These are the kinds of things that you want to have in reach, without having to open up your waterproof panniers and dig around. Whenever we would make a stop and leave our bikes, I would take out my wallet.

With all this stuff in there, it was quite tightly packed. After I ate the banana there was a little bit more space. While riding the bicycle, I was able to open the zipper of the right compartment with one hand, take out the GoPro, and put it back in after I had used it.

The zipper runs along the side of the bag, which means that you can easily access anything, depending on how far you open it. The bag doesn't sag much when open, so there is little risk of items falling out.

As expected, the fact that the bag is hanging on the top tube makes it very stable. Even on very bumpy terrain, I did not notice any movement of the bag. Because of the low center of gravity and position inside the frame, steering is not affected.

During the trip, it was about 4 Beaufort (moderate breeze), mostly from the back, but also from many other directions. The wind had no noticeable effect on the frame bags.

The only annoyance while riding was that my loose-fitting pants rubbed against the velcro at times, depending on the wind. Taking out the bottle from the frame was hardly any more difficult. I was unable to scratch my left ankle by putting my right hand through the frame. I have adopted a different ankle-scratching technique since then.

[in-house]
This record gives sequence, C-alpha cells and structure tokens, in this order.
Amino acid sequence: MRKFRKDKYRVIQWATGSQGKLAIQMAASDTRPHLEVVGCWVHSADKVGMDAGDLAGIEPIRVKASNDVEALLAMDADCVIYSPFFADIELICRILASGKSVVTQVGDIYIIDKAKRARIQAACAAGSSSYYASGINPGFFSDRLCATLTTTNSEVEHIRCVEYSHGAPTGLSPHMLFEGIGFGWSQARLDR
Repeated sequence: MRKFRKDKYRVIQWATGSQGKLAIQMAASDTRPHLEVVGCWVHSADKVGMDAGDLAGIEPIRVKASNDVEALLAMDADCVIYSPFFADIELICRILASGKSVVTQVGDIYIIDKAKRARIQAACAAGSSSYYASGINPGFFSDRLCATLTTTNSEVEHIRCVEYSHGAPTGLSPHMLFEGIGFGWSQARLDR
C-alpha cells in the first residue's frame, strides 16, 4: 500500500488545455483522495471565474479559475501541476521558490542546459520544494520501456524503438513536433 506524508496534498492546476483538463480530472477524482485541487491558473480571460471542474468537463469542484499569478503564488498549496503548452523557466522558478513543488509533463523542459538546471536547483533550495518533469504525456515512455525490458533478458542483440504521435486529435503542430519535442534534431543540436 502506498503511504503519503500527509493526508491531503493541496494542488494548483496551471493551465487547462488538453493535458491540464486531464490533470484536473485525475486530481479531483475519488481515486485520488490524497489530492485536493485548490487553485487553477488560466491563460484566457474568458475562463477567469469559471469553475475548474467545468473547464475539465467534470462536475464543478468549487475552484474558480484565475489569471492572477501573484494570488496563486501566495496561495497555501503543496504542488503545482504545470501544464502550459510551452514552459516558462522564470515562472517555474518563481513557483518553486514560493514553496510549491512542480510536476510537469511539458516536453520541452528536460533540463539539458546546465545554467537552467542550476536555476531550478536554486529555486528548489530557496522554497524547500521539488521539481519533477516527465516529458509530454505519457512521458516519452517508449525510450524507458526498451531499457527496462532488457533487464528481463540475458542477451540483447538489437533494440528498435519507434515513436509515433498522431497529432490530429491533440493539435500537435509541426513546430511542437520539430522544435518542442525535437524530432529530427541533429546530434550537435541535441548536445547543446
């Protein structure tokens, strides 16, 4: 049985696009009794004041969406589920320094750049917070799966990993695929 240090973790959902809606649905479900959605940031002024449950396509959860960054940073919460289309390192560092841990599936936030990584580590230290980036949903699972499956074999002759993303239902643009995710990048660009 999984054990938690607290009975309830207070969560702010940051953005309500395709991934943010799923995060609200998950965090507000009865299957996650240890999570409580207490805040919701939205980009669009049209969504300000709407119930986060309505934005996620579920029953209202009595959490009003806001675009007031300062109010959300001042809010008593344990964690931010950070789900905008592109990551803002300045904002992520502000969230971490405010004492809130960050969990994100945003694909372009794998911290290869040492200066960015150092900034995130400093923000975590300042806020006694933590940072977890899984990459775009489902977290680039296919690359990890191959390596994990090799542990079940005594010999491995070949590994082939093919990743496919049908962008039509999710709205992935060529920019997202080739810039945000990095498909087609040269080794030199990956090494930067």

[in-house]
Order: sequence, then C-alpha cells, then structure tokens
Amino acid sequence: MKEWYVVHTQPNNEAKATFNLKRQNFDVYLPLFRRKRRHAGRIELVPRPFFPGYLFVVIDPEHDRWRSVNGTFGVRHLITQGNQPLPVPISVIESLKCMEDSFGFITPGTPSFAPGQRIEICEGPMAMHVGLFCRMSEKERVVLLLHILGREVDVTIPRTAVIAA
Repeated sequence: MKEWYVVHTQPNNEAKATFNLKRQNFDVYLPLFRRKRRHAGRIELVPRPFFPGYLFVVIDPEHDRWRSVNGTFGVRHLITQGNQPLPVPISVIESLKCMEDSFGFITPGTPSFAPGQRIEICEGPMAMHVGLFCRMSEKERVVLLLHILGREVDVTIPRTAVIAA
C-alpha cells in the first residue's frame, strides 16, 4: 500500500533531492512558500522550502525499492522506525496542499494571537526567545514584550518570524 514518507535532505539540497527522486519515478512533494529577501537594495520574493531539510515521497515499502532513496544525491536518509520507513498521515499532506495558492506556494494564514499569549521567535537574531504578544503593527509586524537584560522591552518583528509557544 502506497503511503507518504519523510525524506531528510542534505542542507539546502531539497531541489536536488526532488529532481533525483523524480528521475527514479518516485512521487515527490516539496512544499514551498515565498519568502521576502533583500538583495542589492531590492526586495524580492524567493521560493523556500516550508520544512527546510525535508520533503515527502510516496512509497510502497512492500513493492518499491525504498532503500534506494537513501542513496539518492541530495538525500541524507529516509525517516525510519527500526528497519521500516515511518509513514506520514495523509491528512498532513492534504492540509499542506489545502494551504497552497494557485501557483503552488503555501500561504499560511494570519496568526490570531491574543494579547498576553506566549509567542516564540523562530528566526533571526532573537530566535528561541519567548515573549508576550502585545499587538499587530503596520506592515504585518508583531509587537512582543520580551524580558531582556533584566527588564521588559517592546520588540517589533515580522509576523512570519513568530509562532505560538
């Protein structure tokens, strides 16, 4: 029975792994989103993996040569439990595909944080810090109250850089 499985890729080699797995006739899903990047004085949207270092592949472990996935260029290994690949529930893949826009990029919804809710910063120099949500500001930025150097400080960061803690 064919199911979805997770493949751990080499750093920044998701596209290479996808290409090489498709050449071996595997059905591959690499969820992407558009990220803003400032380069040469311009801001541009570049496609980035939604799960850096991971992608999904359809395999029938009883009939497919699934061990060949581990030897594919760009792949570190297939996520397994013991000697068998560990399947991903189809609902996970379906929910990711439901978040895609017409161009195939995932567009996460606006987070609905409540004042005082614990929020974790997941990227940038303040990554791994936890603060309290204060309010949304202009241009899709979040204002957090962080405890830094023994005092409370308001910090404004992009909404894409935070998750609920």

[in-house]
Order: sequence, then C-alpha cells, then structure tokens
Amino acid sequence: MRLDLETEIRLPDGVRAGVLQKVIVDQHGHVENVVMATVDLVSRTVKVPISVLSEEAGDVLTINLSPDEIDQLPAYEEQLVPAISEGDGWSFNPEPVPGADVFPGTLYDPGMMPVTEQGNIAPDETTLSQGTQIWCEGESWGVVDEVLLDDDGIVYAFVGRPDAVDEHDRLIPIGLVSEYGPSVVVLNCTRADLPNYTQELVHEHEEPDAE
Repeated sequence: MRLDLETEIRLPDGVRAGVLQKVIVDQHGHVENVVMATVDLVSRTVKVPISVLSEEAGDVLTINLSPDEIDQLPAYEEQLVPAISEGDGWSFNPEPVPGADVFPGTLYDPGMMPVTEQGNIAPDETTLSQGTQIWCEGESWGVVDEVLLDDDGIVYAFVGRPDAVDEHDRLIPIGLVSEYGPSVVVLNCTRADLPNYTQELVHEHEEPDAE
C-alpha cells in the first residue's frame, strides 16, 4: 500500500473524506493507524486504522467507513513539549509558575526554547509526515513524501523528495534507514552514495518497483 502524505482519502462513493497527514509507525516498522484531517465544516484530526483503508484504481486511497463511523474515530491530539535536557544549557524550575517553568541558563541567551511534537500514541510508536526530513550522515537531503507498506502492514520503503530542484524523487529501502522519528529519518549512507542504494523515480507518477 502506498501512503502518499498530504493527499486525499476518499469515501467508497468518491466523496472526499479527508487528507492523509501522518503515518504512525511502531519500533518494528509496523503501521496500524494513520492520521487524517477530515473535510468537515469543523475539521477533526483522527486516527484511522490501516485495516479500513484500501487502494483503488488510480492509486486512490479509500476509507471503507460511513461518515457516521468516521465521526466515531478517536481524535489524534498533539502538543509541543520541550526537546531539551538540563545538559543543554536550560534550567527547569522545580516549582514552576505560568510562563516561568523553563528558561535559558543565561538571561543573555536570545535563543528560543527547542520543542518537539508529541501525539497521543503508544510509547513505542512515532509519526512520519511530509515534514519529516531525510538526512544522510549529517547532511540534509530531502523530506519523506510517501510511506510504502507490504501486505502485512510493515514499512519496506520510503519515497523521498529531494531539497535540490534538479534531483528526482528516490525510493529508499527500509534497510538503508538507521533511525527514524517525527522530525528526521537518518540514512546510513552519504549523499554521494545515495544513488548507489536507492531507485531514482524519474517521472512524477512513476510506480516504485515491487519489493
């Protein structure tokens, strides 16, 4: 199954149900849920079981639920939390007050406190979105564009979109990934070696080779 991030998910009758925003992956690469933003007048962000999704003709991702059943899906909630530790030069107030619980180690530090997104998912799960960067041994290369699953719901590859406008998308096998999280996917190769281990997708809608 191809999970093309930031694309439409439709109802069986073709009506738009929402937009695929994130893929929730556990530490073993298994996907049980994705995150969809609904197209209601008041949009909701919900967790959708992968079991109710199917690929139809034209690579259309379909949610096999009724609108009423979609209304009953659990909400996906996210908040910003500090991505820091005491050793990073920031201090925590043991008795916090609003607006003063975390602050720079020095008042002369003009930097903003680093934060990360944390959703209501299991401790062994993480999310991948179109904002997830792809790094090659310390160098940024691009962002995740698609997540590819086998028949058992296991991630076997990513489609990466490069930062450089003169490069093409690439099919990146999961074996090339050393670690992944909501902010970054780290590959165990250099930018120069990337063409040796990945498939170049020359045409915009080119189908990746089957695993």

Medium bag on Genesis Fortitude Adventure bicycle with a 19" frame and a 500 mL bottle.


The Tangle frame bag is larger than most other front triangle bags, and thus takes space inside the frame away from bottles. In return, you get a lot of storage space that is accessible while riding. It can be either an addition or a replacement of a handlebar bag. The advantage over a handlebar bag is that it does not affect the handling of the bicycle in any significant way. The position underneath the top tube makes it suited for heavier items and longer items like a GoPro stick or large cycling map.

I cannot yet judge the water resistance or durability of the bag, but for now I am very happy that I have a place to put things that I can quickly access while on the road.

The hassle of having to order the bag from the United States may be a problem for some people; the additional shipping and import fees can make it quite expensive. For those in doubt, I recommend a look at my comparison of front triangle bags.